Philosophy of Science
March 6, 2011 12:15 PM   Subscribe

Along the same lines, check out the series How to Think About Science, from the CBC's Ideas program.
posted by Johnny Assay at 12:48 PM on March 6, 2011 [4 favorites]

Oh wow, thank you so much for this post.
posted by jonnyploy at 12:51 PM on March 6, 2011

Heh. In the first video, he says that Philosophy, done right, is our best tool for "penetrating confusion." He notes that sometimes Philosophy makes things more confusing, but that's just because Philosophy is being done wrong. Of course, that is a bit of question begging; it sounds like we have a new Demarcation Problem: How can we tell the difference between good philosophy and bad philosophy?

Maybe he should have started with a "Philosophy of Philosophy" series.

Thanks for the post, BTW - this may come in handy some courses I teach.
posted by Philosopher Dirtbike at 12:59 PM on March 6, 2011 [1 favorite]

Cool, but... my knowledge of the operation principle behind magnets remains as before :/
posted by 7segment at 1:32 PM on March 6, 2011 [1 favorite]

Cool, but... my knowledge of the operation principle behind magnets remains as before.

Let me help you with that.
posted by Obscure Reference at 1:45 PM on March 6, 2011

the only issue at which logical positivism evens comes close to being relevant to the actual practice of science is the various debates over the "copenhagen' interpretation of quantum mechanics. although it's arguable whether there is any actual intellectual connection between the people involved.

but then the whole idea of a "philsophy of science" as versus plain old epistemology is built on a sort of positivist conceit and these talks are built on the further positivist conceit that logical positivistism arose to solve a problem in philosophy: HULK HATE HEGEL GRRRR... and in turn was found to be flawed and is succeeded by some advance in the positive chain of philosophic knowledge such as "pragmatism." i'm not sure any of this makes sense outside of an anglo-american context.

if you don't categorically reject the german idealists i.e. Kant and Hegel, then I think this discussion amounts to a huge red herring.
posted by at 1:47 PM on March 6, 2011 [1 favorite]

This is so much fun! Thank you very much.
posted by stonepharisee at 2:34 PM on March 6, 2011

Thanks for this post. I'll definitely watch them sometime. After all, if he can explain why science works, he's a genius.
posted by Crabby Appleton at 4:43 PM on March 6, 2011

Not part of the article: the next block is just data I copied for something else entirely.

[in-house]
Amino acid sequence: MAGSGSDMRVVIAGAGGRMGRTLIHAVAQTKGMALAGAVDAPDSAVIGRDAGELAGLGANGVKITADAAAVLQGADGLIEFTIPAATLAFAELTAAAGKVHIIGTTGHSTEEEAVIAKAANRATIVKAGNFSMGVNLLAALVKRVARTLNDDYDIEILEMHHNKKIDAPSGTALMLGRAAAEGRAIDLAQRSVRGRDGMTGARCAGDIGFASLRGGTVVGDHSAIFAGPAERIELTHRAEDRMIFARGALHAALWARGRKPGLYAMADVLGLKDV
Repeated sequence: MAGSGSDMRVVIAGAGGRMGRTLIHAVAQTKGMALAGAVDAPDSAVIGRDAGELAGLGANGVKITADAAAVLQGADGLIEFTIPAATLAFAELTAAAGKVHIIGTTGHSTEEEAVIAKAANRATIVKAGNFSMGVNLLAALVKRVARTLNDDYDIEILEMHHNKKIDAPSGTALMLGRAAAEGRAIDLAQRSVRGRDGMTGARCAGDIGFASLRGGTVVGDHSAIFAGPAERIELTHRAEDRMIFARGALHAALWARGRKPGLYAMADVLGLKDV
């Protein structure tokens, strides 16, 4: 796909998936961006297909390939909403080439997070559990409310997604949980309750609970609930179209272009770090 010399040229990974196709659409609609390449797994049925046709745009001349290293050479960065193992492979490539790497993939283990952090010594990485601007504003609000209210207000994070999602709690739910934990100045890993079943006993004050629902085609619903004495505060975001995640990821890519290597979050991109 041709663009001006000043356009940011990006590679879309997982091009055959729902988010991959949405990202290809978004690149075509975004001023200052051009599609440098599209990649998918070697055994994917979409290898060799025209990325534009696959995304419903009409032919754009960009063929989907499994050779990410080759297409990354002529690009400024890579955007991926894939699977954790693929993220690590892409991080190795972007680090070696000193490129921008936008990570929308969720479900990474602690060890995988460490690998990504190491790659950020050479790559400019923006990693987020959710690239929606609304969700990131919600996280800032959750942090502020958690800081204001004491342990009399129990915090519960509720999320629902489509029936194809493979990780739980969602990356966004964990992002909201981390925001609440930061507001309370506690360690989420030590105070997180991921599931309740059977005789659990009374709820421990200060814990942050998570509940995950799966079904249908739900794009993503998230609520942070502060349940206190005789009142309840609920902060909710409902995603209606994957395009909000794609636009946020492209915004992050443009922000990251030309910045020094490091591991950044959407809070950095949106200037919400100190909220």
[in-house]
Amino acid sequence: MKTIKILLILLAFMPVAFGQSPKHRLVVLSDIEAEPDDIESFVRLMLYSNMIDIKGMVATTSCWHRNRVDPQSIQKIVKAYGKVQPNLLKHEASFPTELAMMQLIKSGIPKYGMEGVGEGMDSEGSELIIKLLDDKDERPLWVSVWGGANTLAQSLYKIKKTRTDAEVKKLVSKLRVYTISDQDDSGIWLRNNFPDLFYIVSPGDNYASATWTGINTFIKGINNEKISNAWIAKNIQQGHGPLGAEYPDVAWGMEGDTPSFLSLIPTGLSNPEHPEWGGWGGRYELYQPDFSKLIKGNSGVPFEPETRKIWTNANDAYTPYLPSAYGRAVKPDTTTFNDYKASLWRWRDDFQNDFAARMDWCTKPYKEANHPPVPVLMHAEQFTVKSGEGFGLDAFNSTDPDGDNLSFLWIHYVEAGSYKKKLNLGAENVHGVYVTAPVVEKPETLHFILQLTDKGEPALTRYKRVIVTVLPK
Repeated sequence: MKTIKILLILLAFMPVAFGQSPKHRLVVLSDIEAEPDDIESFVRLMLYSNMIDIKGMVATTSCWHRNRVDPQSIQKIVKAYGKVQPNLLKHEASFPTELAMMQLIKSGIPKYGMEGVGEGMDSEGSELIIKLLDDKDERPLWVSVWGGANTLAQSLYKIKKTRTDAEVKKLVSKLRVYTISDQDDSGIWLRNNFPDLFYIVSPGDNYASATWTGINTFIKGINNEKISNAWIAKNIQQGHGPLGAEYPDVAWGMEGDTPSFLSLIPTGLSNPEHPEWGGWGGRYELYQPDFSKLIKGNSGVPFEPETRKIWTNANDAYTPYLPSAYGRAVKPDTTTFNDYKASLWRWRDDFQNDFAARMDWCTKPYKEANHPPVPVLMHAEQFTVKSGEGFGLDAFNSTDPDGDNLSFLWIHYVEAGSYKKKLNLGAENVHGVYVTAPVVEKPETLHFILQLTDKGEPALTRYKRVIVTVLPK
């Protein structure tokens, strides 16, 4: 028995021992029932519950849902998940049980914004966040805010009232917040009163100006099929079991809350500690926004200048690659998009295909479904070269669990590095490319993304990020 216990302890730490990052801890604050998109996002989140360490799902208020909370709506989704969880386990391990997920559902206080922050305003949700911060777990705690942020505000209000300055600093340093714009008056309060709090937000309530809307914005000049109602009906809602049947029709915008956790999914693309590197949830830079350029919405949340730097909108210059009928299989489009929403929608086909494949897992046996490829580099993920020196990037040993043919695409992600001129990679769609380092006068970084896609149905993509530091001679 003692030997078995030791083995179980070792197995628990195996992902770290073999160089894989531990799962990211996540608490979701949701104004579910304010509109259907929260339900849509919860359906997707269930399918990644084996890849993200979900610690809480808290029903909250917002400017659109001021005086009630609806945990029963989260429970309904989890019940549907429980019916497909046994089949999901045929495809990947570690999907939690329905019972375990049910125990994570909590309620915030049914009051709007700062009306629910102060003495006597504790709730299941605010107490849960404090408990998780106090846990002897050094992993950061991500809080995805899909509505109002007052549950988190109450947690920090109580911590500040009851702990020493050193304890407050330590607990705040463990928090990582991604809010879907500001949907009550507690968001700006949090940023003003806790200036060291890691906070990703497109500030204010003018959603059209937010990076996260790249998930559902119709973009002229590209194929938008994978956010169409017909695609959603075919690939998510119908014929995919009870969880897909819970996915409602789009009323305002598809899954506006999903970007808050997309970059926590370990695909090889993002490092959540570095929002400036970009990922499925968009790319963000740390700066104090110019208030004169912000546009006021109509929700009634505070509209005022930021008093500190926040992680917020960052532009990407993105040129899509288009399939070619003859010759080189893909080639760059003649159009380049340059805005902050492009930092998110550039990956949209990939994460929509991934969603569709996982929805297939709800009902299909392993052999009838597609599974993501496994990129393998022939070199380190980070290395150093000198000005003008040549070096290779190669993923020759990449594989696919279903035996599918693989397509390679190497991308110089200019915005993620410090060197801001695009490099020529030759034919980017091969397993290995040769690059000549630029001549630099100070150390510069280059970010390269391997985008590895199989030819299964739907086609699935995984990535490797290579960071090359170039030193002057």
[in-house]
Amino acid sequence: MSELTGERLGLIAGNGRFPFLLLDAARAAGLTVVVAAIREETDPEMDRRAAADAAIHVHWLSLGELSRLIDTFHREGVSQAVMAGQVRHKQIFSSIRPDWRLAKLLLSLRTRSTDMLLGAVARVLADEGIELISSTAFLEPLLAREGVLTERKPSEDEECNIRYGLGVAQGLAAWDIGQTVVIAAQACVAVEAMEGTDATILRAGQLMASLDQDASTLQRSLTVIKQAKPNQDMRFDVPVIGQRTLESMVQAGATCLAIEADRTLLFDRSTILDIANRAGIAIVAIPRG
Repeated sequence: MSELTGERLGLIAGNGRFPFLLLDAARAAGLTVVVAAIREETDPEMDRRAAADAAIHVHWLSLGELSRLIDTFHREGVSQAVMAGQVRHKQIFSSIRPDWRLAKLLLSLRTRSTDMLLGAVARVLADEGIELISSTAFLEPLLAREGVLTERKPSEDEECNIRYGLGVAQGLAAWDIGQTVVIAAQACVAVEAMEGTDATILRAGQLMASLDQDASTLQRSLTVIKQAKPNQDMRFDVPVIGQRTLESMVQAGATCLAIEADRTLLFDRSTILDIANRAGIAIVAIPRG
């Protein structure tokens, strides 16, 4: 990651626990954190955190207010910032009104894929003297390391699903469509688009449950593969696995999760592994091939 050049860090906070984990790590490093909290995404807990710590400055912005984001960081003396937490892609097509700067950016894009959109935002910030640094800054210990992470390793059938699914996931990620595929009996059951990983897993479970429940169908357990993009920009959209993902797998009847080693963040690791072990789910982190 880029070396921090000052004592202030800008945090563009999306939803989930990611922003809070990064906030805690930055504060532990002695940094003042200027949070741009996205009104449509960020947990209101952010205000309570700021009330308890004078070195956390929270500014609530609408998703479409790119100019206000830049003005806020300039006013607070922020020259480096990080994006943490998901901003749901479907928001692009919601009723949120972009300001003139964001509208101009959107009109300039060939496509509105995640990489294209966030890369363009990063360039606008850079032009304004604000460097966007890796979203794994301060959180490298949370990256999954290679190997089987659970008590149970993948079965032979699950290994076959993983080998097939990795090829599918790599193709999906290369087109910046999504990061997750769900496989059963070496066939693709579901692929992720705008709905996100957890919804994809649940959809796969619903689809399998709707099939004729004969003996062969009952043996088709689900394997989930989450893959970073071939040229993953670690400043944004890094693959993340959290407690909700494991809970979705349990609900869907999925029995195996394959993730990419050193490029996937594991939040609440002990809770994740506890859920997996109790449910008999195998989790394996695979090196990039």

One of my favorite college memories is from the Philosophy of Science class I took. The grad student teaching the class was terrible and at the end of the semester we were weeks behind where we should have been. He didn't want to let us go without showing is what science *really* is, since until then we'd just talked about failed theories. So he put a slide on the projector with about a dozen boxes, each labeled with an acronym, and arrows connecting them (also labeled with acronyms). "That is science!" he said, explained some of the boxes tersely, and moved on.
posted by jewzilla at 5:24 PM on March 6, 2011

Good stuff - bookmarked. I really believe that a foundation in philosophy is enormously important to science.

Here are some more videos about Philosophy of Science and Logical Positivism. And if you're interested, the same user has more playlists from Bryan Magee's program featuring general philosophy topics, discussed with the experts, but mostly understandable to the layman.

But if you feel your attention span running out, there's always Three Minute Philosophy: Plato. Aristotle. Descartes. Locke. Hume. Kant. But not Nietzche.
posted by MrFTBN at 5:59 PM on March 6, 2011 [1 favorite]

I had high hopes for this, but it seems to be a guy reading powerpoint slides (with lots of text, and using the default template).
I am pretty sure this is better than nothing, and it clearly required a lot of work.
But reading powerpoint slides and making it a "video" doesn't utilize the strengths of video (or powerpoint, for that mattter), and wastes a fair amount of time. I wish the guy had taken just a little more time, and written some accessible blog posts.
posted by cogpsychprof at 8:11 PM on March 6, 2011 [1 favorite]

Ya gotta love this guy's blind spots though. In Video 3 he pretty much laughs at Aristotle for looking for an account of purpose (that would be teleos, or final cause). Two minutes later he is jumping up and down at Harvey's discovery of "what the blood is for".
posted by stonepharisee at 11:25 AM on March 7, 2011

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